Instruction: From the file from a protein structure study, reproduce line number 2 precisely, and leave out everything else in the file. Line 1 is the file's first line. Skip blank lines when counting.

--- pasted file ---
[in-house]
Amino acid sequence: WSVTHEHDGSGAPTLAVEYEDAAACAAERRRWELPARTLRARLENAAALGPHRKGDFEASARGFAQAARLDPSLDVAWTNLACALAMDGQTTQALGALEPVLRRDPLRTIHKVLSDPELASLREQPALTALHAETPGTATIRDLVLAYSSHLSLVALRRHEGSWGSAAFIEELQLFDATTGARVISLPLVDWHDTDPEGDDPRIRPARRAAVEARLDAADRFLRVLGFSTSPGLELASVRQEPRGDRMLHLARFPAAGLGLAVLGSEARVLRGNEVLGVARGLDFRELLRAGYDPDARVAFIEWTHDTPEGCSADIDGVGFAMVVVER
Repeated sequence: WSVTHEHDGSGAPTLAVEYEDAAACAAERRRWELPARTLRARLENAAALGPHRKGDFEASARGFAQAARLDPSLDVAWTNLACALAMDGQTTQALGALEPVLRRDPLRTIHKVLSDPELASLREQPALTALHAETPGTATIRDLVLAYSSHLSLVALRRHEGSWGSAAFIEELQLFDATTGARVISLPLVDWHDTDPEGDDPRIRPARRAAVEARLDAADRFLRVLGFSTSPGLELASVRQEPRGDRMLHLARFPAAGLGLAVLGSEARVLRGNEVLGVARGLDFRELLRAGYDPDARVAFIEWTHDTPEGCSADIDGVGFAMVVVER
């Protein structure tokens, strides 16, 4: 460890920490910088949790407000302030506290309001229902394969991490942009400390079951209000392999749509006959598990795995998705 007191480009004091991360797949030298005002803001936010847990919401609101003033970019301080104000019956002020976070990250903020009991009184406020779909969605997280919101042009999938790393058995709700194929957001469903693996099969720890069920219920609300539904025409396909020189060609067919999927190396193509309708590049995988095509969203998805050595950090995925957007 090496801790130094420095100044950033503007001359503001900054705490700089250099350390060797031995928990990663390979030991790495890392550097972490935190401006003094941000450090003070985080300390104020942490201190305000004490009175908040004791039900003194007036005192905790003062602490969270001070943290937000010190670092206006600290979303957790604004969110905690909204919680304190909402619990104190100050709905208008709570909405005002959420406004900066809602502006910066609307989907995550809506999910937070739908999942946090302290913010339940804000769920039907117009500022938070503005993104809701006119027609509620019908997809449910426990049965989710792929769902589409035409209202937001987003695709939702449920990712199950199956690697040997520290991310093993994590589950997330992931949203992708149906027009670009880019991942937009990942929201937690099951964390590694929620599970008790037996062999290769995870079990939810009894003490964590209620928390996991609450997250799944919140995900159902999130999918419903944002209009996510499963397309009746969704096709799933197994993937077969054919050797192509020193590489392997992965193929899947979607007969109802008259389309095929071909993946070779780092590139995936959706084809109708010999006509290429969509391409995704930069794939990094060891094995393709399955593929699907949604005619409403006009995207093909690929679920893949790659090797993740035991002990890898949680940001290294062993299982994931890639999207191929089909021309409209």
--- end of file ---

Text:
Amino acid sequence: WSVTHEHDGSGAPTLAVEYEDAAACAAERRRWELPARTLRARLENAAALGPHRKGDFEASARGFAQAARLDPSLDVAWTNLACALAMDGQTTQALGALEPVLRRDPLRTIHKVLSDPELASLREQPALTALHAETPGTATIRDLVLAYSSHLSLVALRRHEGSWGSAAFIEELQLFDATTGARVISLPLVDWHDTDPEGDDPRIRPARRAAVEARLDAADRFLRVLGFSTSPGLELASVRQEPRGDRMLHLARFPAAGLGLAVLGSEARVLRGNEVLGVARGLDFRELLRAGYDPDARVAFIEWTHDTPEGCSADIDGVGFAMVVVER